But all is not lost for textile and apparel companies. Most Asia-based companies may also be able to use provisions in the Regional Comprehensive Economic Partnership (RCEP) negotiations.
RCEP is an ongoing negotiation that brings together 16 parties in Asia—the 10 member countries of ASEAN, plus China, Korea, Japan, India, Australia and New Zealand. Talks are targeted for conclusion this year and there is still time for companies to push for better outcomes that cover textile and apparel products of importance to firms in the region.
The garment supply chain for Asia often includes fabrics sourced from China, India, or Korea, sewn in Cambodia, Vietnam or Indonesia, and sold across the region including into Japan, Australia or China. All these products could be eligible for RCEP benefits, if the rules of RCEP—including tariff cuts and rules of origin—are written to provide better preferences for RCEP member firms.
RCEP will likely be much easier to use than the TPP as well. RCEP should not be using a yarn-forward rule of origin, so manufacturers can source fabrics from across the 16 member countries for inclusion into garments.
Depending on how the rules are written, fabrics might be sourced from outside the region as well, as long as the garments are cut and sewn in RCEP member countries for sale within RCEP member countries. This rule would benefit many garment manufacturers that currently source fabrics from non-RCEP countries like Taiwan. It would allow manufacturers greater flexibility to choose materials from the most suitable source.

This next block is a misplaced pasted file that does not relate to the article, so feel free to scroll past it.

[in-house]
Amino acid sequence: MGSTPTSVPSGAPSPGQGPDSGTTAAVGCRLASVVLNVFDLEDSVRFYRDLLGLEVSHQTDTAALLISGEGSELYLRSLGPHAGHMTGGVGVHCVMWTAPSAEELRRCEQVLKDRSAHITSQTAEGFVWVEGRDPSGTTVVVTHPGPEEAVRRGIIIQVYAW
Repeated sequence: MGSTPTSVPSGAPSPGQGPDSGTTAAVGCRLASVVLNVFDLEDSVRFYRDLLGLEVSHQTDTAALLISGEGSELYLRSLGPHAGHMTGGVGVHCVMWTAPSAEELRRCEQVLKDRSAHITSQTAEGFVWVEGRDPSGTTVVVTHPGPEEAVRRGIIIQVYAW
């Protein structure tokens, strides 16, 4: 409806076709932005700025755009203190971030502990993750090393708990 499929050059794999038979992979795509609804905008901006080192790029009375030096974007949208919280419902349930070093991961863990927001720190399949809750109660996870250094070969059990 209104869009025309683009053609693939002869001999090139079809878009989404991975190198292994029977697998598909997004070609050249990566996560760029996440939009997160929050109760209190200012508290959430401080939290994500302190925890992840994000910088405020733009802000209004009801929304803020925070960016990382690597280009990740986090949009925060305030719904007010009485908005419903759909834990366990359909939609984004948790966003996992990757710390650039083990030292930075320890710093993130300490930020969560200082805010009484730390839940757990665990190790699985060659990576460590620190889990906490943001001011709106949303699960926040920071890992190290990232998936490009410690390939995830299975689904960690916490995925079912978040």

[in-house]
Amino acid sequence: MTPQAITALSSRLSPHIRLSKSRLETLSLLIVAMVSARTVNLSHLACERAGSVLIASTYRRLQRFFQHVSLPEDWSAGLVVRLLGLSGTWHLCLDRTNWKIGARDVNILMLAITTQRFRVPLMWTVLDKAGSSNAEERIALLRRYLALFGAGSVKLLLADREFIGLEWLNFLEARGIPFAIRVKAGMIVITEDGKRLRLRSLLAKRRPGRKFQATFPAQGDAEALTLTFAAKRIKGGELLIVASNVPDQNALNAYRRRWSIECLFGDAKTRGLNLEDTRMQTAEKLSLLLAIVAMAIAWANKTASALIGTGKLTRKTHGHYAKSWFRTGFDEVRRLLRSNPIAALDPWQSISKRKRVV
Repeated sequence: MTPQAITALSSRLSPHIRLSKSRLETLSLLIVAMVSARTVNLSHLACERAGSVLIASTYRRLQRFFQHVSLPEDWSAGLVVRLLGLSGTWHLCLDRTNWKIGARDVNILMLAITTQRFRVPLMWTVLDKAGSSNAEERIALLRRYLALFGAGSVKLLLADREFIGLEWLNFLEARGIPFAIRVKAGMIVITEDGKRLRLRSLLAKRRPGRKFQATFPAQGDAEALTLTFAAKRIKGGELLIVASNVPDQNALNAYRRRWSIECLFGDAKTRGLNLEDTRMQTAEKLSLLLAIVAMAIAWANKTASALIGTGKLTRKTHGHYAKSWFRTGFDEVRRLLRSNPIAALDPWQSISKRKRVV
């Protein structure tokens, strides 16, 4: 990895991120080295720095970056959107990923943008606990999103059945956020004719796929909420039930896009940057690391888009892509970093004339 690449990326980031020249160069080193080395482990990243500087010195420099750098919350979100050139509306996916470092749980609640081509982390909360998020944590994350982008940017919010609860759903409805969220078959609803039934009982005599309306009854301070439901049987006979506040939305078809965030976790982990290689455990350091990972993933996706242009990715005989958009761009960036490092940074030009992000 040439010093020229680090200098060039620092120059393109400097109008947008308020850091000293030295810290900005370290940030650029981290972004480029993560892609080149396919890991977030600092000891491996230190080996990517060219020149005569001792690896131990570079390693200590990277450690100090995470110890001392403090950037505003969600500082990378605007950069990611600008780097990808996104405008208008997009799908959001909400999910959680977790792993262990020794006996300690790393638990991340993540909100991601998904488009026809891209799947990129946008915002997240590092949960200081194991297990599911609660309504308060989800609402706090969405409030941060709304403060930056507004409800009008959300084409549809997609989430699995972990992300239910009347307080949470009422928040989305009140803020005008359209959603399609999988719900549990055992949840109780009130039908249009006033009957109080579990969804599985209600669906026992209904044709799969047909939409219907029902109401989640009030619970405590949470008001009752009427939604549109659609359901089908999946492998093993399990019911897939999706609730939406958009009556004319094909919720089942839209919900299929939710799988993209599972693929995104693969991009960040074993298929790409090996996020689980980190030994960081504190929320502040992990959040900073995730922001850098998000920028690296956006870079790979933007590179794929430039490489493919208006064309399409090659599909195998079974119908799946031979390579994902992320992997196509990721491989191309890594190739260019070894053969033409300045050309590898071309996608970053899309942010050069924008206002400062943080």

Companies from across Asia will have to push their governments to be more ambitious in textiles and garments. Otherwise, important items could be left out of the final provisions and rapidly dilute the utility of the final agreement for firms.
Asian companies are not used to working proactively with governments to shape ongoing trade negotiations. This is, however, a critically important opportunity that ought to be seized by firms. Government officials working on market access for goods, rules of origin and trade facilitation may not know very much about the specific conditions for textile and garment manufacturing in their own country or across the region.
Officials will certainly not know that, for instance, domestic companies could shift an additional 50,000 pieces of dress shirts per month if a key tariff were eliminated into a market. They may not realize that they are fighting to protect a product category that will no longer be manufactured domestically at all or that growth opportunities are best found in a different category that needs the lowest possible tariff or a more favorable rule of origin calculation method.